French state-owned railway company SNCF has lost nearly 100 million euros (around $123 million) as a result of the ongoing strike of its workers that started last week, SNCF head Guillaume Pepy said.
The SNCF chief stated that the action had so far incurred losses of some 20 million euros per strike day since the majority of trains were either canceled or delayed.
France has entered the fourth day of planned wave of non-consecutive strikes, which began last week, in protest against the SNCF reform.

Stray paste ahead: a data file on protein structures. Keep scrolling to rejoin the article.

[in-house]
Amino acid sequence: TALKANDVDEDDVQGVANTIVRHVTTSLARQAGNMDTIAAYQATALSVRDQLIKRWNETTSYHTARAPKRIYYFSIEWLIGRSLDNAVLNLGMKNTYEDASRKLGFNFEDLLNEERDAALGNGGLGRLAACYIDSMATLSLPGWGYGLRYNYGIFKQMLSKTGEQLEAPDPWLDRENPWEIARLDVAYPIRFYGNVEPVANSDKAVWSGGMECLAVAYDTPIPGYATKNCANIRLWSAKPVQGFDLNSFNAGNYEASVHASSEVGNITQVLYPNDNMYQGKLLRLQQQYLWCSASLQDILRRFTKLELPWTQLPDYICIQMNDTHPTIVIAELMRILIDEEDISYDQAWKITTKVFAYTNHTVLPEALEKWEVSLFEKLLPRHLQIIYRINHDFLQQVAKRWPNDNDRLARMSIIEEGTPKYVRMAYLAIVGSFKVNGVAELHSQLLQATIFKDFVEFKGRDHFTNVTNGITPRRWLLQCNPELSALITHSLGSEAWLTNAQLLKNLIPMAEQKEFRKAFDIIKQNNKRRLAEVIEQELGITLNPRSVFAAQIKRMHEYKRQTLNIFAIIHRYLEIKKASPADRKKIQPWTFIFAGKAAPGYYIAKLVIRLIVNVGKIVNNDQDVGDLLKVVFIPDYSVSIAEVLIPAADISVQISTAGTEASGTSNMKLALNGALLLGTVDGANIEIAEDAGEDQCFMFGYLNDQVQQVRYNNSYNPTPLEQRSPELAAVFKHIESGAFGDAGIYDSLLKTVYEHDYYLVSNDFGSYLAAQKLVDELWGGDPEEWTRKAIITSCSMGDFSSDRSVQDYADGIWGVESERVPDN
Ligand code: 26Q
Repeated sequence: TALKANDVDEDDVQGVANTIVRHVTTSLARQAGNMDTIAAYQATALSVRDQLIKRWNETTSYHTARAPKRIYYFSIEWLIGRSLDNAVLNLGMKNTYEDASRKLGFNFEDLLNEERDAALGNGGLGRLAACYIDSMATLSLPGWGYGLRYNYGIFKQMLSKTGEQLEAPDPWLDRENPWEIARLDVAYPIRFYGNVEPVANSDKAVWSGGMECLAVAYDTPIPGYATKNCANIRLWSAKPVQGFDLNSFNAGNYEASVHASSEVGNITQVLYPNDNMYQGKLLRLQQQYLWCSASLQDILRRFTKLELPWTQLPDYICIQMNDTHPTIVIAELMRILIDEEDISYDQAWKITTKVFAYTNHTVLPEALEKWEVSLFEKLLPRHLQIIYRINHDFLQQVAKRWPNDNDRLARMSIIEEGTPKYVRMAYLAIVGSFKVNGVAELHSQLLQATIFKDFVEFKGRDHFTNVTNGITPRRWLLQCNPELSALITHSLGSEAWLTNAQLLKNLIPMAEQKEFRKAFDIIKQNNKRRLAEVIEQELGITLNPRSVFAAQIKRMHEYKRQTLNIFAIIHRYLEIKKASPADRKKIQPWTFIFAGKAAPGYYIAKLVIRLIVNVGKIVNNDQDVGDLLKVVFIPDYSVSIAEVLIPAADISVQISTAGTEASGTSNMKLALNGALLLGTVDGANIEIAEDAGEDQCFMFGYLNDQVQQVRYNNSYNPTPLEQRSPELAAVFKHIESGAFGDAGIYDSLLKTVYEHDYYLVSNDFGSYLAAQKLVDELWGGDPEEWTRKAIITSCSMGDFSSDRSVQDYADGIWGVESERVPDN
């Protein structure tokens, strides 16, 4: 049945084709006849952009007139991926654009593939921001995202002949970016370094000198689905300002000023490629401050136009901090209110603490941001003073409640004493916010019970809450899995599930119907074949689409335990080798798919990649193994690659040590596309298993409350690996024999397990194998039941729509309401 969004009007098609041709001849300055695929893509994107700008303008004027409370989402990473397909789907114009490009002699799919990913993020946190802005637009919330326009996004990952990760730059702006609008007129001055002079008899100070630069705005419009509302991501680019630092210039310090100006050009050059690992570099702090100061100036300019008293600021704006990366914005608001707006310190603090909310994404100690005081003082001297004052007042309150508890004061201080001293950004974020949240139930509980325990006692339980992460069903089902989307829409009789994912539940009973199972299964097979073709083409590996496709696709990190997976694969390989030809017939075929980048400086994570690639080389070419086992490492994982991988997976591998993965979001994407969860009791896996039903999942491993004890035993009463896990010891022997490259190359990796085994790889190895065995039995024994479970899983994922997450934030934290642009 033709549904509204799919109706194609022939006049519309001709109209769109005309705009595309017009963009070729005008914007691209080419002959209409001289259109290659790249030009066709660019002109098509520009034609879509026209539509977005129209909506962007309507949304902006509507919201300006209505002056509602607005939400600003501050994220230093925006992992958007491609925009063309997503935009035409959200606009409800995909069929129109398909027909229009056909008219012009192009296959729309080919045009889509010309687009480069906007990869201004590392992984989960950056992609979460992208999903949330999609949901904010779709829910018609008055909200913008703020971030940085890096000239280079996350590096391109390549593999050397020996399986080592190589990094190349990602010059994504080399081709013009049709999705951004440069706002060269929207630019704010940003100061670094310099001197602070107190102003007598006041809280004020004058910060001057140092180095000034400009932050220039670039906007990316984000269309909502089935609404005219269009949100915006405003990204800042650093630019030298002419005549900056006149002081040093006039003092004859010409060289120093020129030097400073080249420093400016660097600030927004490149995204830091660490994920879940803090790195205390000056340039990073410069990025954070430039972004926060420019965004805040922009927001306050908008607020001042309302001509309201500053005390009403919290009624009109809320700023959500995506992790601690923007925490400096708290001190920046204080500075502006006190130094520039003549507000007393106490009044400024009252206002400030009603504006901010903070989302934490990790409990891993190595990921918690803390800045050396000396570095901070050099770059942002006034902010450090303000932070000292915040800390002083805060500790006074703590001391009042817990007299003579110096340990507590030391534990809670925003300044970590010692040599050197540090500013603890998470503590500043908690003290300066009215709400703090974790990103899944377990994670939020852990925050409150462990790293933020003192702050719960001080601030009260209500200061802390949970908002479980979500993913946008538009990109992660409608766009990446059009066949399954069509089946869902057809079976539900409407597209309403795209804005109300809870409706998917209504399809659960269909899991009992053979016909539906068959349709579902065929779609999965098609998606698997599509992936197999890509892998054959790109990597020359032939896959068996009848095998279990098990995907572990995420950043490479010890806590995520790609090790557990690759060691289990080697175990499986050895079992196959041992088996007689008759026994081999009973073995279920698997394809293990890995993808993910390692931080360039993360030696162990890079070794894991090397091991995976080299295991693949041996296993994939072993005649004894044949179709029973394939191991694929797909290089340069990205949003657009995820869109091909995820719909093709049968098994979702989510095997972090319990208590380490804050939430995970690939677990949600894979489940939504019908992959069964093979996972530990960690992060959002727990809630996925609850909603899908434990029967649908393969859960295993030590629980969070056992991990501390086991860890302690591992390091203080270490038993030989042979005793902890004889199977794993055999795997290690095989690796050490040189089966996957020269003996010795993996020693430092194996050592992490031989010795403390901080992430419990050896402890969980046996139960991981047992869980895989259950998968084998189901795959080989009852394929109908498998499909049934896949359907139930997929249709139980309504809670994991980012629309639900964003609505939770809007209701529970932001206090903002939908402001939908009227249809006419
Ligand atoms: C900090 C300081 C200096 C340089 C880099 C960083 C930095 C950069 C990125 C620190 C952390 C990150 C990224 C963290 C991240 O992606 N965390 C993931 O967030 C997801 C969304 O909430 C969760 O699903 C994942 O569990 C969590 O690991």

"On Monday, April 9, among the railway workers that were expected to work today, the number of those on strike is 24.9 percent as of mid-morning," the company said on Twitter.
According to the attached press-release, the rate of participation in the strike is lower, compared to Wednesday, when it was at 29.7 percent.
The reform, in particular, aims to put an end to the special status of railroad workers and make the SNCF a national enterprise with public capital. Some railway workers fear that the SNCF overhaul may lead to its privatization, but the government has denied this possibility.
The strike, which began on April 3, may last until the end of June. Trade unions are planning to continue the strike intermittently, unless the government makes concessions.